County Reverses Decision On Pot Zoning
For the second week in a row, Mason County Commissioners dealt with their past decisions relating to Title 17 zoning regulations as the regulation relates to land use zoning for recreational marijuana; identifying land use approval for marijuana production and processing operations. Tim Sheldon requested Commission Chair Terri Jeffreys rearrange the commission meeting's agenda to allow time to deal with the action agenda and vote before he had to leave the meeting early, (10:30 AM) for an appointment.
Citizen comment included confirmation on the existing permits (i.e. Sells Road Operation) for marijuana operations are grandfathered in and will not be closed down. Additional build out of permitted properties with additional buildings during the moratorium will to be determined by the Commission, as part of the moratorium hearings. There are currently 11 vested permits/applications for recreational marijuana in various zones. There are an additional eight permits/applications with completed pre-permit conferences but the permits/applications have not been submitted or issued. Five applications are affected by the moratorium.
Both Commissioners Jeffreys and Neatherlin admitted to making a huge mistake with their votes supporting the zoning, both apologized for their error. Tim Sheldon reminded the public he did not vote for the ordinance, and he did not appreciate Commissioner Neatherlin making assumption as to how he (Sheldon) would have voted. Commissioner Neatherlin justified his reasoning based on published commission hearing minutes of the November 5, 2013 hearing, where Sheldon said he was not in favor of moratoriums, favored production and processing in one location and felt the buffers should not be any different than other zoning regulation.
Neatherlin did offer a very heartfelt comment, stating his base beliefs went against some of the issues he as a commissioner had to vote on, however he tries to follow the will of the people and votes accordingly. He feels the moratorium is a knee jerk reaction, and does not serve the people who gave previous testimony supporting the current zoning. Neatherlin wants to take more time to make an informed decision to service all the needs of the people and business, by having a hearing before setting a moratorium. Neatherlin said, “We screwed up, people are going to suffer from a decision to set this moratorium. Agricultural and industrial zones represent a very small portion of the County, preventing people who have invested their money into property they can no longer use.”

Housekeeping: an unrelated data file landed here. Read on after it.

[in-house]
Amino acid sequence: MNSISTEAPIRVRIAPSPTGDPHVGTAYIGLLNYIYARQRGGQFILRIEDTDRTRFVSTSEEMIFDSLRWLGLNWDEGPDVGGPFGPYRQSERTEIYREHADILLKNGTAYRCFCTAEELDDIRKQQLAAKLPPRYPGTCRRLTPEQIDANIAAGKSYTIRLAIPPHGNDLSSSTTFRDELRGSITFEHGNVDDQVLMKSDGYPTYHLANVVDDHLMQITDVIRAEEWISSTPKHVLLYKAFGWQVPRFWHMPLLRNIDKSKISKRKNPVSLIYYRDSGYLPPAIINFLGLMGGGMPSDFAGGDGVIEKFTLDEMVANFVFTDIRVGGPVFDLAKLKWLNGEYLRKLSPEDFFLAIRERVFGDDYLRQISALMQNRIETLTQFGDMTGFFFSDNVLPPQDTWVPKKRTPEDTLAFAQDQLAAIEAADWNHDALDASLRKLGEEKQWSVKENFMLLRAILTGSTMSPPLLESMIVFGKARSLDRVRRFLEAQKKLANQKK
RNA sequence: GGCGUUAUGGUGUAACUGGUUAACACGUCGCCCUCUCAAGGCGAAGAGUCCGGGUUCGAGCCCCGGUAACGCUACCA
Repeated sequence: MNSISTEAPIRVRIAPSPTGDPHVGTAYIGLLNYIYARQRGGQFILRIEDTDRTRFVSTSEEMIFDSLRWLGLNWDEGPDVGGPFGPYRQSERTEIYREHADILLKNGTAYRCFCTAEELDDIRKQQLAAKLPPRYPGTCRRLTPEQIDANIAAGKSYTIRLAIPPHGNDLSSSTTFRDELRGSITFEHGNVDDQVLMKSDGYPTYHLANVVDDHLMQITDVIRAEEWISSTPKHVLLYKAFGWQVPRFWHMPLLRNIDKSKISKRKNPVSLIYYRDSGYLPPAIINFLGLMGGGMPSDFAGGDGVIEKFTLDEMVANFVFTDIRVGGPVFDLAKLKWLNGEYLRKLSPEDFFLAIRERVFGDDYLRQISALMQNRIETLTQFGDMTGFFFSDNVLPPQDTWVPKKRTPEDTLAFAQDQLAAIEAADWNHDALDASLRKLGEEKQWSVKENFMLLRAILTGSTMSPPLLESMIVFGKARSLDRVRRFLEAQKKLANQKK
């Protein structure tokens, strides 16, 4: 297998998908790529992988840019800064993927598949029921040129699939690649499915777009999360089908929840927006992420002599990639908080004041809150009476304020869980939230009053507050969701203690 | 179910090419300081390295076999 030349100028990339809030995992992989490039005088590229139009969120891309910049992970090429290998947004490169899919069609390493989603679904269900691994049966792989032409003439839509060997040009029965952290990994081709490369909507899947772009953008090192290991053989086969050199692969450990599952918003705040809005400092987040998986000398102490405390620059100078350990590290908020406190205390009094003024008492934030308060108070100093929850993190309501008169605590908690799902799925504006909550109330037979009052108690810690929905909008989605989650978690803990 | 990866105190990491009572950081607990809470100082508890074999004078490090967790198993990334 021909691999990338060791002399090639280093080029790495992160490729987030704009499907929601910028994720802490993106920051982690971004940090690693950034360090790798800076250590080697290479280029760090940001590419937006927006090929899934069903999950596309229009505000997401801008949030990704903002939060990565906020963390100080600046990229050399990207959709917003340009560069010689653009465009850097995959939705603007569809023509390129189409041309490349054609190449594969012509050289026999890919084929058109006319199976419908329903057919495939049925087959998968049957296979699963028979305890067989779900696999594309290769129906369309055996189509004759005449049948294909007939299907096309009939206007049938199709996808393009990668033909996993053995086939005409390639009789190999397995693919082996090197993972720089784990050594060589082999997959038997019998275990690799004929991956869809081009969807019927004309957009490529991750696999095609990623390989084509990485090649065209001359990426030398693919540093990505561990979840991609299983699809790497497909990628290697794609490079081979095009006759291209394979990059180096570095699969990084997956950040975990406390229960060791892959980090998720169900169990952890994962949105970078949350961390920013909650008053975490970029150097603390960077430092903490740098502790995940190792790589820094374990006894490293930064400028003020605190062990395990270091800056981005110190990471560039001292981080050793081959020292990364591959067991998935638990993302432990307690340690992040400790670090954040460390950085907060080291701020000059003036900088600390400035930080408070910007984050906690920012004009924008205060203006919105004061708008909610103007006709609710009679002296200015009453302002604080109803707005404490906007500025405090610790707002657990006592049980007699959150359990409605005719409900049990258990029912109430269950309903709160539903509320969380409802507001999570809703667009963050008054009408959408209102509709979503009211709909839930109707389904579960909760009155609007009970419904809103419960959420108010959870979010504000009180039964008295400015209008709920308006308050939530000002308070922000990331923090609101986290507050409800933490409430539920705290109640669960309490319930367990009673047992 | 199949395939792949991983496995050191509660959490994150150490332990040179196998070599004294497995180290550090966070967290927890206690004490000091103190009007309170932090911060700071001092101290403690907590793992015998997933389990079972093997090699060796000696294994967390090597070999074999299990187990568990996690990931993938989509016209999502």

Commissioner Sheldon, after a brief history lesson on land zoning in Mason County, made the motion to remain consistent with past zoning practices of the county. Sheldon identified those zoning practices as "reverse" from the way other counties do their zoning regulations. Mason County zones are based on what can go in the zone, other counties zone the land for what cannot go in the zone. Sheldon made the motion, Jeffrey's seconded the motion:
Approval to adopt a six month moratorium on the production and processing of recreational marijuana allowing these activities only in agricultural and industrial agricultural zoned districts as established in Ordinance 62-13, and setting a public hearing to consider public testimony on Tuesday, July 22 at 6:30 p.m. pursuant to RCW 36.70a.390.
Jeffreys admitted she is not a fan of the marijuana industry, but said if it is a legal action a person should be able to do it; marijuana industry is a brand new industry and the Commissioners were learning and based on the information provided to them and the community input, the Commission made a decision. This moratorium gives the Commission an opportunity to relook at the zoning and land uses. Regarding the vested permits issued, Jeffreys said she will stand by them, as that was the law at the time. Jeffreys encouraged citizen involvement.
The Commission voted 2 to 1 to approve the moratorium, Neatherlin voted no.
July 1, 2014/JE KMAS News